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ELLEN SEIDEMAN (NC ’77) writes the best-selling Cajun Country Mystery series under the name Ellen Byron. Body on the Bayou, the second book in the series, won the Lefty Award for Best Humorous Mystery and was nominated for a Best Contemporary Novel Agatha Award. A Cajun Christmas Killing, the third Cajun Country Mystery, launches on Oct. 10, 2017. The series was inspired by the years she grew to know and love south Louisiana as a Tulane student. PETER TRAPOLIN (A ’77) and REB HAIZLIP (A ’79) were elected to the American Institute of Architects College of Fellows. New Orleans attorney STANLEY COHN (A&S ’78, L ’81) is president of the Sugar Bowl Committee for a yearlong term.

1980s ERIN O’SULLIVAN FLEMING (M ’82) is retired from anesthesiology and lives in a suburb of New Orleans across from two classmates: CECILE (M ’82) and RICHARD DEICHMANN (A&S ’80, M ’82). She has two sons. One is a recent Louisiana State University graduate, and the other is a sophomore at Louisiana Tech in Ruston, Louisiana. Her husband is a mechanical engineer from the New Orleans area. JEFFREY W. MANKOFF (A&S ’83) was selected to serve on the Zeta Beta Tau Foundation Board of Directors. WAYNE TROYER (A ’83) was elected to the American Institute of Architects College of Fellows. AMANDA W. BARNETT (NC ’85) is general counsel and corporate secretary for Red River Bank and Red River Bancshares, with corporate offices in Alexandria, Louisiana. Prior to joining the bank, Barnett was with Gold, Weems, Sues, Bruser &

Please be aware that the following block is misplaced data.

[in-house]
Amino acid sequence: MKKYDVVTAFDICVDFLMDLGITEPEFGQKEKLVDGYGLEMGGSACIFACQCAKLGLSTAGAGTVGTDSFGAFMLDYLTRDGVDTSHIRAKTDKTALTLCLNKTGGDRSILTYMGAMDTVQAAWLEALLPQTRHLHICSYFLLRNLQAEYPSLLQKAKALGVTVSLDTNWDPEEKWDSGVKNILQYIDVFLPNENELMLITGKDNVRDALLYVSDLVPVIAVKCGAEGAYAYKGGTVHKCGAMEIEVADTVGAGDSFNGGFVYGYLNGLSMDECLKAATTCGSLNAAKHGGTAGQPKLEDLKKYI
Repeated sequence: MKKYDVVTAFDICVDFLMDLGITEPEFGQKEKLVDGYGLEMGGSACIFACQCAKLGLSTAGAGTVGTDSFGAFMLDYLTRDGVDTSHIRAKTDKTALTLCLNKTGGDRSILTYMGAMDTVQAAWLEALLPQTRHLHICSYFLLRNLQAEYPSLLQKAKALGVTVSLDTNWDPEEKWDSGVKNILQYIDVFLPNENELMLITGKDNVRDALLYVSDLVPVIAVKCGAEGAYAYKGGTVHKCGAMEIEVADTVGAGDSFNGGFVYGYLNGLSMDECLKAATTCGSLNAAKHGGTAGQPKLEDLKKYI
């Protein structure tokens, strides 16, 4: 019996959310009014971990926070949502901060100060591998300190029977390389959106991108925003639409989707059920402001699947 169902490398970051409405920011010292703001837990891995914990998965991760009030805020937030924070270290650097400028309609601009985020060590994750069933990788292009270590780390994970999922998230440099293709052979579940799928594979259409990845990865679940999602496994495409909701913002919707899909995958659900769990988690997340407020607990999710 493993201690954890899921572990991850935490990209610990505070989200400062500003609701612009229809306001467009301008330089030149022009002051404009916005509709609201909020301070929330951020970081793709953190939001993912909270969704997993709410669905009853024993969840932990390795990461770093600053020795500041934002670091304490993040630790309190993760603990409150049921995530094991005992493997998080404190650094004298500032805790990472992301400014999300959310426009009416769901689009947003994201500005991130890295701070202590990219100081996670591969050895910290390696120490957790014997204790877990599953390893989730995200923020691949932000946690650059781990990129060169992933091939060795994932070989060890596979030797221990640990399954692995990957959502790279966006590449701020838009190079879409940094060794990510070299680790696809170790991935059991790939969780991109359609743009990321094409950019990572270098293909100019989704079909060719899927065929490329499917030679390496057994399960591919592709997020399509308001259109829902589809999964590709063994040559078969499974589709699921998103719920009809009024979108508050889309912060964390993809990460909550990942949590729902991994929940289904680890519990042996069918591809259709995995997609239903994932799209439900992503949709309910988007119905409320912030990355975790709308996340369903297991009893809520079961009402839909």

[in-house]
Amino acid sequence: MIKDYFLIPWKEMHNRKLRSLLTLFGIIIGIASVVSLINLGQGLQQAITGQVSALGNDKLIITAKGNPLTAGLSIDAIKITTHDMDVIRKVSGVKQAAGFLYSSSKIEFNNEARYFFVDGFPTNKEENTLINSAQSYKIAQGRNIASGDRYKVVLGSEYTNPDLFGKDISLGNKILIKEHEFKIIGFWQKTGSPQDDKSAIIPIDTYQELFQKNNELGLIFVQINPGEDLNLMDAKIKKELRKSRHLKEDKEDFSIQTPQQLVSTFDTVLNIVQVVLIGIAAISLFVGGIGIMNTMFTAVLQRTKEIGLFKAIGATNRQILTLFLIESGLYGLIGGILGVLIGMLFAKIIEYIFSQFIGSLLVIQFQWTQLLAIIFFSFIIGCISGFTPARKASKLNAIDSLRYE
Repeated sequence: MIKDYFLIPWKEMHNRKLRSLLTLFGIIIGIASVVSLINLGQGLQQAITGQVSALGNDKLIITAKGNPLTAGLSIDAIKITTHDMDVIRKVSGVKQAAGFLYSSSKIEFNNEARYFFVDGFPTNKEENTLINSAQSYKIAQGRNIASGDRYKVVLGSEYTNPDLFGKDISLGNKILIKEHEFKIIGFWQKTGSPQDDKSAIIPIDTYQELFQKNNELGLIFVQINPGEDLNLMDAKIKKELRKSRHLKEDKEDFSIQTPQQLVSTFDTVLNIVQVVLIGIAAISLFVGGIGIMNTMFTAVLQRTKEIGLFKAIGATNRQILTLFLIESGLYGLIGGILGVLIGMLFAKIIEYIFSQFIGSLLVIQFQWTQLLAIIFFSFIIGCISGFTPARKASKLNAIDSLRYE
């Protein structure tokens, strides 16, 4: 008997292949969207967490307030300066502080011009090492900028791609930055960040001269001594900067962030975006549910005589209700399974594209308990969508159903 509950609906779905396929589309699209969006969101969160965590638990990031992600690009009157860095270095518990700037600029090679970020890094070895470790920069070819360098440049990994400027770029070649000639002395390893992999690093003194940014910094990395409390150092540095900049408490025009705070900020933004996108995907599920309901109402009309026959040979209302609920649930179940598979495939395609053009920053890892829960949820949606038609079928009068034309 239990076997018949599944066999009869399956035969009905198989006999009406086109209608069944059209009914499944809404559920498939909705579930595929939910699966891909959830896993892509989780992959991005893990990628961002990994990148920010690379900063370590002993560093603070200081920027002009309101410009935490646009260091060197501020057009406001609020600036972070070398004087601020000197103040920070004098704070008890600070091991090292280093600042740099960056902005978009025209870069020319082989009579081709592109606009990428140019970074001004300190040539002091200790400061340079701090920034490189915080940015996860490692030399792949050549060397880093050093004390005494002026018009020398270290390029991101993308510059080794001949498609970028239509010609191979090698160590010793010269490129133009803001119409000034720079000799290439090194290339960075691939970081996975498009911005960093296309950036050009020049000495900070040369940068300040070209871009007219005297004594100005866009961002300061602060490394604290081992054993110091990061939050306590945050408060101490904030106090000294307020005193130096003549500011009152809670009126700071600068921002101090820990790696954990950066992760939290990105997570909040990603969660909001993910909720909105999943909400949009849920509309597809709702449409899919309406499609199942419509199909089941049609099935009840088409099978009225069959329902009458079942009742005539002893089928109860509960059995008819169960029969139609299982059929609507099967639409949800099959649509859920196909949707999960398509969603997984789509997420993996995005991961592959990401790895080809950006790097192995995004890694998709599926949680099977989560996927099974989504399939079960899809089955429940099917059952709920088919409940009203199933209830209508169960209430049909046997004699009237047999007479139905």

Dispatch David Dockery Y ’ A T !